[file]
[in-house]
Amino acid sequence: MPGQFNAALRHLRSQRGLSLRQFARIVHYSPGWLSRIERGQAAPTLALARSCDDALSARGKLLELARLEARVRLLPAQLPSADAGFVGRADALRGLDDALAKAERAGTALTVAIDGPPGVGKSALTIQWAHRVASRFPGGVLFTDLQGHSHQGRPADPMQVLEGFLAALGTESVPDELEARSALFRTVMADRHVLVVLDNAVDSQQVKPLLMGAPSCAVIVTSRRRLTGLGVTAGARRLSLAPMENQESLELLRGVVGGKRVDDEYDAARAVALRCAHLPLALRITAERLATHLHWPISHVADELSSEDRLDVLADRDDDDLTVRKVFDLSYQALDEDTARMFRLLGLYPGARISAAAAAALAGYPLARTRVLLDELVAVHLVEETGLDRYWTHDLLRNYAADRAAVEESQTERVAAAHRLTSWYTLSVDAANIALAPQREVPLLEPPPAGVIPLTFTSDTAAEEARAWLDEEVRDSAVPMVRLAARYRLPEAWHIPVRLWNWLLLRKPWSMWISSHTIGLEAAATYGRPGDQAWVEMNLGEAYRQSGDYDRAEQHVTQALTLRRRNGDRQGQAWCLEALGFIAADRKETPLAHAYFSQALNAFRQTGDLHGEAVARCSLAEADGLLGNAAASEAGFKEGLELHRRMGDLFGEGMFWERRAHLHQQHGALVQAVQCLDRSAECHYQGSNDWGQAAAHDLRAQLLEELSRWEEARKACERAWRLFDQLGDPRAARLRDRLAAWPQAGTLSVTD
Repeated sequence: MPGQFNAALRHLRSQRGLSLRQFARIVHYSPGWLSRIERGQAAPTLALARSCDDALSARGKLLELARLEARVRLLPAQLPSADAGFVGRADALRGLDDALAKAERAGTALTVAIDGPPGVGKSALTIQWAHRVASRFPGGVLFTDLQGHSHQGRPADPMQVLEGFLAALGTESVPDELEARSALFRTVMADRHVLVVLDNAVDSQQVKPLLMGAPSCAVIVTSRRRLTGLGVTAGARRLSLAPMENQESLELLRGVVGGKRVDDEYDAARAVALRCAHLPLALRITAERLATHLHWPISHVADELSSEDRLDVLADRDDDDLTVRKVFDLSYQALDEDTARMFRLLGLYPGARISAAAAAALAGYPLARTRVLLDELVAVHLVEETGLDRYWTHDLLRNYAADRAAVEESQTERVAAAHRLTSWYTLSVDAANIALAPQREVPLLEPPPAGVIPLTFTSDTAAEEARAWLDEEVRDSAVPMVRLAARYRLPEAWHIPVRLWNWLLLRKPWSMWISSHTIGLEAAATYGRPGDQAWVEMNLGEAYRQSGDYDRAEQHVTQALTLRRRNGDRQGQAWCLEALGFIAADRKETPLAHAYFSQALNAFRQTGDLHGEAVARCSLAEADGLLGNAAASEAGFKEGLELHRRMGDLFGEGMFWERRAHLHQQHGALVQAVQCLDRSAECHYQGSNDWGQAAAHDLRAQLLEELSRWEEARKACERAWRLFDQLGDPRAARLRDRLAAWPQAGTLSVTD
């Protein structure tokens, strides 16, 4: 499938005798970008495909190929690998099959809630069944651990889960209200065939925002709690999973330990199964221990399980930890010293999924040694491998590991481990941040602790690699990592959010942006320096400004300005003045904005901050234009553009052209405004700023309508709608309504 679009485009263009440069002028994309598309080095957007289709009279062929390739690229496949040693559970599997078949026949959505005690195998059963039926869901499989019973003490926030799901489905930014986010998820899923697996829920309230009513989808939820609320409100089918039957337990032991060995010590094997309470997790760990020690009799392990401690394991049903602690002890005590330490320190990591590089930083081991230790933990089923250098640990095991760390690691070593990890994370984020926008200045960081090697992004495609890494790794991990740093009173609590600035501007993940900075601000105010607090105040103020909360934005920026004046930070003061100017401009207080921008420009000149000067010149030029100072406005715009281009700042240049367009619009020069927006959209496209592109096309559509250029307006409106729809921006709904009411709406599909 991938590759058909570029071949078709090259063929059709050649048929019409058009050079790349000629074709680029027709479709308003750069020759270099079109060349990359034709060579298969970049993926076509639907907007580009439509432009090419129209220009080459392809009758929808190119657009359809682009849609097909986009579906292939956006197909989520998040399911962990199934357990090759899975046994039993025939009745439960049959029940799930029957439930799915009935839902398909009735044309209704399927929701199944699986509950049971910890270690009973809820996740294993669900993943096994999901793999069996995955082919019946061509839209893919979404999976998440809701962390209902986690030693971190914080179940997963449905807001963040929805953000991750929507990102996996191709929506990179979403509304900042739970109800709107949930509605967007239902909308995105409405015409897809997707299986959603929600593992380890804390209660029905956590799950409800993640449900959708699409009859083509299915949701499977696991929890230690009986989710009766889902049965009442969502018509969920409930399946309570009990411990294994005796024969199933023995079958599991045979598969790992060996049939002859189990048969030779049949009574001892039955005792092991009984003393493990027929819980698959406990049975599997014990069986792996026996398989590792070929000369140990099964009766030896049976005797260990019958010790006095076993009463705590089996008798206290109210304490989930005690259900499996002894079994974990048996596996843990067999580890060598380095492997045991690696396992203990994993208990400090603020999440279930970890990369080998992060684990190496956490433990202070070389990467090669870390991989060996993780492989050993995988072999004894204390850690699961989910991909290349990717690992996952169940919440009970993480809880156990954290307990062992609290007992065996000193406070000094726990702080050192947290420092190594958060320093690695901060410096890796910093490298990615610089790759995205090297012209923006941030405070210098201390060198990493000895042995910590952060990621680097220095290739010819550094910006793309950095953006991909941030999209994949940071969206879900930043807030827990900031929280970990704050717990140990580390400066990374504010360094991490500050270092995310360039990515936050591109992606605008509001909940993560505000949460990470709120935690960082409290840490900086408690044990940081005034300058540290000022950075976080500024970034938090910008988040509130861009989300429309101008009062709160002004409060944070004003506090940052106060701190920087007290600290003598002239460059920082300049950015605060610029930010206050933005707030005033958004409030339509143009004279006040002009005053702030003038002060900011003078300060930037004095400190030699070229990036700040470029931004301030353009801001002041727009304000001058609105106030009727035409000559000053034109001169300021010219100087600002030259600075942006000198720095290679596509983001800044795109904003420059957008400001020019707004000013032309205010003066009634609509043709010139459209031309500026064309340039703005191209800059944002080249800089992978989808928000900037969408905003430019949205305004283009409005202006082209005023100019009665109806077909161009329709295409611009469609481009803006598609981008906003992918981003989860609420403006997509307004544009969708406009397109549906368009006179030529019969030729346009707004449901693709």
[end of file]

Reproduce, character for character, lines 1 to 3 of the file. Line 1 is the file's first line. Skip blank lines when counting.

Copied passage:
[in-house]
Amino acid sequence: MPGQFNAALRHLRSQRGLSLRQFARIVHYSPGWLSRIERGQAAPTLALARSCDDALSARGKLLELARLEARVRLLPAQLPSADAGFVGRADALRGLDDALAKAERAGTALTVAIDGPPGVGKSALTIQWAHRVASRFPGGVLFTDLQGHSHQGRPADPMQVLEGFLAALGTESVPDELEARSALFRTVMADRHVLVVLDNAVDSQQVKPLLMGAPSCAVIVTSRRRLTGLGVTAGARRLSLAPMENQESLELLRGVVGGKRVDDEYDAARAVALRCAHLPLALRITAERLATHLHWPISHVADELSSEDRLDVLADRDDDDLTVRKVFDLSYQALDEDTARMFRLLGLYPGARISAAAAAALAGYPLARTRVLLDELVAVHLVEETGLDRYWTHDLLRNYAADRAAVEESQTERVAAAHRLTSWYTLSVDAANIALAPQREVPLLEPPPAGVIPLTFTSDTAAEEARAWLDEEVRDSAVPMVRLAARYRLPEAWHIPVRLWNWLLLRKPWSMWISSHTIGLEAAATYGRPGDQAWVEMNLGEAYRQSGDYDRAEQHVTQALTLRRRNGDRQGQAWCLEALGFIAADRKETPLAHAYFSQALNAFRQTGDLHGEAVARCSLAEADGLLGNAAASEAGFKEGLELHRRMGDLFGEGMFWERRAHLHQQHGALVQAVQCLDRSAECHYQGSNDWGQAAAHDLRAQLLEELSRWEEARKACERAWRLFDQLGDPRAARLRDRLAAWPQAGTLSVTD
Repeated sequence: MPGQFNAALRHLRSQRGLSLRQFARIVHYSPGWLSRIERGQAAPTLALARSCDDALSARGKLLELARLEARVRLLPAQLPSADAGFVGRADALRGLDDALAKAERAGTALTVAIDGPPGVGKSALTIQWAHRVASRFPGGVLFTDLQGHSHQGRPADPMQVLEGFLAALGTESVPDELEARSALFRTVMADRHVLVVLDNAVDSQQVKPLLMGAPSCAVIVTSRRRLTGLGVTAGARRLSLAPMENQESLELLRGVVGGKRVDDEYDAARAVALRCAHLPLALRITAERLATHLHWPISHVADELSSEDRLDVLADRDDDDLTVRKVFDLSYQALDEDTARMFRLLGLYPGARISAAAAAALAGYPLARTRVLLDELVAVHLVEETGLDRYWTHDLLRNYAADRAAVEESQTERVAAAHRLTSWYTLSVDAANIALAPQREVPLLEPPPAGVIPLTFTSDTAAEEARAWLDEEVRDSAVPMVRLAARYRLPEAWHIPVRLWNWLLLRKPWSMWISSHTIGLEAAATYGRPGDQAWVEMNLGEAYRQSGDYDRAEQHVTQALTLRRRNGDRQGQAWCLEALGFIAADRKETPLAHAYFSQALNAFRQTGDLHGEAVARCSLAEADGLLGNAAASEAGFKEGLELHRRMGDLFGEGMFWERRAHLHQQHGALVQAVQCLDRSAECHYQGSNDWGQAAAHDLRAQLLEELSRWEEARKACERAWRLFDQLGDPRAARLRDRLAAWPQAGTLSVTD